Ski in the morning and golf that same afternoon. This is a province so spectacular and diverse, you can, literally, do it all. It’s a land of clean air, tall trees, craggy mountains, raging whitewater rivers and long, languid beaches. Here you’ll find some of Canada’s freshest and finest coastal seafood. Charter a fishing boat, take a guided whale-watching tour or go zip-trekking in an old-growth tree canopy near Whistler. Aprés outdoor time? Go antique shopping or relax at luxurious spas and natural hot springs. British Columbia’s acclaimed Okanagan Valley is one of Canada’s premium wine-growing regions. Visit a winery, go wine tasting or celebrate at a wine festival. The Okanagan also produces rare icewines. Cosmopolitan flair? Try Vancouver, sexy, glitzy and exotic, and Victoria, charming, gracious and old-world elegant. You’ll find top-rated ethnic cuisines, vibrant arts communities, designer retail boutiques and festive nightlife only add to the natural beauty surrounding these thriving coastal cities.
Manitoba - The call of the wild
Manitoba skies are bright and sunny year-round. The air is crisp and clear. No wonder this province is home to some of the world’s most wonderful wildlife. Nature enthusiasts flock to the province each year to take in its flora and fauna, most hoping to snap a pic of a polar bear. During the fall in the northern town of Churchill–the “Polar Bear Capital of the World,” hundreds of migrating bears congregate while waiting for sea-ice to form. Birders flock year-round to the Oak Hammock Marsh Interpretive Centre, just 15 minutes from Winnipeg, situated in the midst of one of the best bird-viewing areas on the continent. Aurora Borealis is pure magic. Witness colourful night skies lit up by this luminous phenomenon. In the warmer months, you can swim with the “smiling” beluga whales in Hudson Bay. Winnipeg, the capital city, offers history, arts, culture, family fun and fine dining.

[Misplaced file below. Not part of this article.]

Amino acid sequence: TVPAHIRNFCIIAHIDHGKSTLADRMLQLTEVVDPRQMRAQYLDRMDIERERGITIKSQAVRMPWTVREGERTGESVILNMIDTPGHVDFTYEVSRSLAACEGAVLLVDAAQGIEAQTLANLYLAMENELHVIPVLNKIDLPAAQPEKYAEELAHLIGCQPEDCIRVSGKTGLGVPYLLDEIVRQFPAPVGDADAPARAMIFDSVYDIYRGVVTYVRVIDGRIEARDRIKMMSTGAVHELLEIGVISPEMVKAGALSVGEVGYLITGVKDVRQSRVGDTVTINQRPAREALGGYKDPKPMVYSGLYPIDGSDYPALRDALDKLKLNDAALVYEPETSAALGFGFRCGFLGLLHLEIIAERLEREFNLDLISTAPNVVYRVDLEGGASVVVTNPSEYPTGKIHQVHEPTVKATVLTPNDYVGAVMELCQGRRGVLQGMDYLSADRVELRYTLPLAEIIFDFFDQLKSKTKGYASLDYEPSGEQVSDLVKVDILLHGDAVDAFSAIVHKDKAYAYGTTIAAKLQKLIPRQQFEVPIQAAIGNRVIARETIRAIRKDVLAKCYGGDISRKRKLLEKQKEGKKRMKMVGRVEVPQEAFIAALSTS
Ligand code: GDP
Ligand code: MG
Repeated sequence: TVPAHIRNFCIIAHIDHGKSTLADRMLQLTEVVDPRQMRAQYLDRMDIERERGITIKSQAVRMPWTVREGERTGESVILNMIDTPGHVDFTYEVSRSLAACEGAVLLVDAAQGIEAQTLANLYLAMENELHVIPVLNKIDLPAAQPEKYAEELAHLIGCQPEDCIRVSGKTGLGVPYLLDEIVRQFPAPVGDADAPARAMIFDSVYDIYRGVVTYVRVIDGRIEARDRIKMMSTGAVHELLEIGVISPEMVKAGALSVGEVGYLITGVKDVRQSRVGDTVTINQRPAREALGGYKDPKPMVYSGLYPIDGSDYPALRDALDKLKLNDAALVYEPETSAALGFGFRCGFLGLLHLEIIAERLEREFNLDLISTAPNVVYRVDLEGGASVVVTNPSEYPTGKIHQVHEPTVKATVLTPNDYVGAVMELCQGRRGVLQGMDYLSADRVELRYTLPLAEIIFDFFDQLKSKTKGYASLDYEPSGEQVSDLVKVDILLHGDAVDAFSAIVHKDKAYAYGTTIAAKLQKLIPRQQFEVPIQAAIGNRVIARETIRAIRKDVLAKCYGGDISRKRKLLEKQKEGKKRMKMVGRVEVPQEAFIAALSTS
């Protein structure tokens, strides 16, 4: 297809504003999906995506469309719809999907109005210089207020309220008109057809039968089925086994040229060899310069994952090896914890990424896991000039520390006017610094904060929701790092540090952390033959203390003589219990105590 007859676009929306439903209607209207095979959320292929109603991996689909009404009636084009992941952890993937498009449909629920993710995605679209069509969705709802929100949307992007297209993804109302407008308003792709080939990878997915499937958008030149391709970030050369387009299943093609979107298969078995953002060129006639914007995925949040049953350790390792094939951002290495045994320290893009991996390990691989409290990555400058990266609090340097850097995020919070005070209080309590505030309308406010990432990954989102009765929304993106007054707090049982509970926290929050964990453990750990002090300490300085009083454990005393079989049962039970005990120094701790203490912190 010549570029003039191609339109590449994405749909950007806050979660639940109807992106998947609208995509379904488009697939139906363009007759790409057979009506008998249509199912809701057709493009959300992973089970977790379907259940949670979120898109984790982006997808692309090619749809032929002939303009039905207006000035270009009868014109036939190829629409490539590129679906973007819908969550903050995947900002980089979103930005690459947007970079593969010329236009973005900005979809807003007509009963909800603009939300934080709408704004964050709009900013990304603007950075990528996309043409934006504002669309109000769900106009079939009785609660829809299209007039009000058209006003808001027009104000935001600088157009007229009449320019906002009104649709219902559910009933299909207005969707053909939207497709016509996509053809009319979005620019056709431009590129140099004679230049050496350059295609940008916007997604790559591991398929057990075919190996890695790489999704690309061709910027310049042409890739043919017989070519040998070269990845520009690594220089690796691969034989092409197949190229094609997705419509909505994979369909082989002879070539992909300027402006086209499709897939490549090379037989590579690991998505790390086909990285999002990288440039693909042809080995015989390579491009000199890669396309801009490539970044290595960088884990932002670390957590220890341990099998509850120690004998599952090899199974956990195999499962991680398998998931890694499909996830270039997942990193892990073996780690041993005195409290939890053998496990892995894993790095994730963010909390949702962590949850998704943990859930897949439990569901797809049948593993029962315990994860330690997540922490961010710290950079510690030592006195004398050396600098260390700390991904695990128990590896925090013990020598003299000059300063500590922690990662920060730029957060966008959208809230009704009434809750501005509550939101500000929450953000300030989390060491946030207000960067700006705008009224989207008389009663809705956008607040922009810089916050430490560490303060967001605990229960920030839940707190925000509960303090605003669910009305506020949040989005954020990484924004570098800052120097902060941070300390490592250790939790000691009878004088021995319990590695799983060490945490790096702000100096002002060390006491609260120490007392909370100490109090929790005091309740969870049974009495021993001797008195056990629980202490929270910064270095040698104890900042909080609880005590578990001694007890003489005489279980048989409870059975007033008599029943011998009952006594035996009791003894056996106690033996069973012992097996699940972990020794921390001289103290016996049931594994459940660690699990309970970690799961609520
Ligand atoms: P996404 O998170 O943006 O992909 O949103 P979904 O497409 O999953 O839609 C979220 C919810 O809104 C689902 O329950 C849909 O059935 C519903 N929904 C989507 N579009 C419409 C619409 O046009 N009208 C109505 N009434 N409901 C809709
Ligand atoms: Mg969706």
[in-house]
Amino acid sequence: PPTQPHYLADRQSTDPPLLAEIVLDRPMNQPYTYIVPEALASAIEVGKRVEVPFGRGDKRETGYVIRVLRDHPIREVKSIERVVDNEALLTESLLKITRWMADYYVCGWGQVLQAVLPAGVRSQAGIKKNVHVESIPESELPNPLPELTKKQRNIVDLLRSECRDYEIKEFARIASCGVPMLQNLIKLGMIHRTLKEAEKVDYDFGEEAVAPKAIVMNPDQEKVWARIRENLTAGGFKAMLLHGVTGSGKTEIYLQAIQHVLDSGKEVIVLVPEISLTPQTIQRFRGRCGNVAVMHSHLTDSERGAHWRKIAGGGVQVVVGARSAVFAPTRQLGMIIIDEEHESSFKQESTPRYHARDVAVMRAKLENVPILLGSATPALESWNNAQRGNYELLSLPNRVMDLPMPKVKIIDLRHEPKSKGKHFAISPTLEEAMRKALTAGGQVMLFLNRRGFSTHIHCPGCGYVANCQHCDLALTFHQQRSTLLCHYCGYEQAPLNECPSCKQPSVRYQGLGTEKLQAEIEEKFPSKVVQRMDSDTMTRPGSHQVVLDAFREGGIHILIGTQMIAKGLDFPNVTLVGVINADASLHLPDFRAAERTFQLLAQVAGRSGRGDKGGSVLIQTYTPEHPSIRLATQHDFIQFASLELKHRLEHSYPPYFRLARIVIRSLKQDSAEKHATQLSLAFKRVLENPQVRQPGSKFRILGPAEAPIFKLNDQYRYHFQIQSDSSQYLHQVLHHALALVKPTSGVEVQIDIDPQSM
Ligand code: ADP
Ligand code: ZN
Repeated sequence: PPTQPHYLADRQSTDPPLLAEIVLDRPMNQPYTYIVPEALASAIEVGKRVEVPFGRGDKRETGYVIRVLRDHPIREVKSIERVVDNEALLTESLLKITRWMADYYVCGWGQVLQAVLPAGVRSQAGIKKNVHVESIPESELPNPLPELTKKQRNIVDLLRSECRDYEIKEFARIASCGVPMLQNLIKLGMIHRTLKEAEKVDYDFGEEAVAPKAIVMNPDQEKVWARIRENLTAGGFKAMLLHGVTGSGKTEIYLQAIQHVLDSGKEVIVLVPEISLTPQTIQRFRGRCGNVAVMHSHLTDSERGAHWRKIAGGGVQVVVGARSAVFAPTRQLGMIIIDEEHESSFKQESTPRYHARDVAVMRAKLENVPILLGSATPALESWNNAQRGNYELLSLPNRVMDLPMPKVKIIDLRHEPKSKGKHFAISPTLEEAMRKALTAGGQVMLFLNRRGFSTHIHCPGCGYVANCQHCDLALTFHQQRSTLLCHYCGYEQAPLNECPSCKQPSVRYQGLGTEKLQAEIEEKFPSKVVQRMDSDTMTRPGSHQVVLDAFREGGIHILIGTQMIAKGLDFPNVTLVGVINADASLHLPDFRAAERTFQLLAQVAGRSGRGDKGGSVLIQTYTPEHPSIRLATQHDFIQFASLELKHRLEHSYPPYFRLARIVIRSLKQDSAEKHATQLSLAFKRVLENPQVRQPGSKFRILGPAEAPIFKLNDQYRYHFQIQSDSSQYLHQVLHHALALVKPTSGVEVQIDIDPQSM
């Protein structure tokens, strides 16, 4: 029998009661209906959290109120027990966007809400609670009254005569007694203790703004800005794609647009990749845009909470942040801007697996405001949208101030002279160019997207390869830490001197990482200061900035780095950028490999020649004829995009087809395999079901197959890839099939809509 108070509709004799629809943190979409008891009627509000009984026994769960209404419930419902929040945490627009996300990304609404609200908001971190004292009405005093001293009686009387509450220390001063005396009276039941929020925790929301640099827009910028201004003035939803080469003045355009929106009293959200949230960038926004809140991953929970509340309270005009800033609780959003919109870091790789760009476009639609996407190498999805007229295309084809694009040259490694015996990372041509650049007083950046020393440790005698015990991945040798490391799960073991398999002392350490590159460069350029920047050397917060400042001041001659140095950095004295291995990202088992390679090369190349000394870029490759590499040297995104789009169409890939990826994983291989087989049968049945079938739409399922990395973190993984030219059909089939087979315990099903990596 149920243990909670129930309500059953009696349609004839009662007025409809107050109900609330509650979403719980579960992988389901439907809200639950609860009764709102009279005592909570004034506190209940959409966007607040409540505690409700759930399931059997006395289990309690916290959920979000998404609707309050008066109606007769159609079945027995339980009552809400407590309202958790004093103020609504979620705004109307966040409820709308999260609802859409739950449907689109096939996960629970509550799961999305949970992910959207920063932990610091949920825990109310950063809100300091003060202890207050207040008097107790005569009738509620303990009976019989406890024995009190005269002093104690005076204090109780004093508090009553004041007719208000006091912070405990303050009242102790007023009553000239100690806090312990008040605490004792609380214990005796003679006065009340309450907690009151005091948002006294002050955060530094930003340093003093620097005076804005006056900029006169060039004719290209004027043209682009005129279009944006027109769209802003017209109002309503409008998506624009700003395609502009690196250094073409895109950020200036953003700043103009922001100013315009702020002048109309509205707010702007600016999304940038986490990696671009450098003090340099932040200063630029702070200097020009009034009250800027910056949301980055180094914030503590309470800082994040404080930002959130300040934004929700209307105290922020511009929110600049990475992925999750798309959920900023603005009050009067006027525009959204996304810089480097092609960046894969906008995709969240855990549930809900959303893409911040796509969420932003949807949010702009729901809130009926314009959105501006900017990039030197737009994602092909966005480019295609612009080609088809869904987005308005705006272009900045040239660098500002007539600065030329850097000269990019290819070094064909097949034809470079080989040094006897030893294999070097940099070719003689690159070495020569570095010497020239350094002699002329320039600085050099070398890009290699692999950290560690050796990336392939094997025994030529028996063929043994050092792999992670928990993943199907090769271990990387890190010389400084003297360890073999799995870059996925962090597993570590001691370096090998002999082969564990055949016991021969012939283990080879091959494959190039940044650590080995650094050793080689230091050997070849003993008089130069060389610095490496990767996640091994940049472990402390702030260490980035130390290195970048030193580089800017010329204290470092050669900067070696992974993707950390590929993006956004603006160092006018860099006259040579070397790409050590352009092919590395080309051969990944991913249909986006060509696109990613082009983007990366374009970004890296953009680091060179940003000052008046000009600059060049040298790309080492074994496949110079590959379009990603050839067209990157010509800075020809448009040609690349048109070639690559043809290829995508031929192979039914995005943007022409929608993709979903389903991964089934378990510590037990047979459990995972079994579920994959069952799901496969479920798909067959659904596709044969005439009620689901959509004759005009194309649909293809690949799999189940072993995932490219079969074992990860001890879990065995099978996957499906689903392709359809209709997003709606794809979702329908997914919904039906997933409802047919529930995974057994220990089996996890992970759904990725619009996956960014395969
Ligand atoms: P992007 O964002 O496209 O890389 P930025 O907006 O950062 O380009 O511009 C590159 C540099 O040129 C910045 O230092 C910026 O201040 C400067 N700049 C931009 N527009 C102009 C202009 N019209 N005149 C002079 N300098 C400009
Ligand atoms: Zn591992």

New Brunswick - Marine wonder of Atlantic Canada
The tides at the Bay of Fundy are the highest on the planet. Hundreds of millions of tons of seawater slosh in and out of the bay twice a day, reportedly equivalent to the flow of all freshwater rivers on earth. Migratory birds by the thousands congregate on the Fundy mudflats to feed on mud shrimp, and there are more species of whales in the bay than anywhere else. New Brunswick is home to the Acadian culture, Canada’s first French settlement with a rich history and culture all its own. Skate on frozen ponds and rinks in winter; visit in spring for maple syrup season and fiddleheads (tender fern tendrils sautéed into a yummy dish). Summer means warm, oceanside walks and sailing with whales alongside. Fall in New Brunswick is brilliant with colour as leaves change in the harvest season.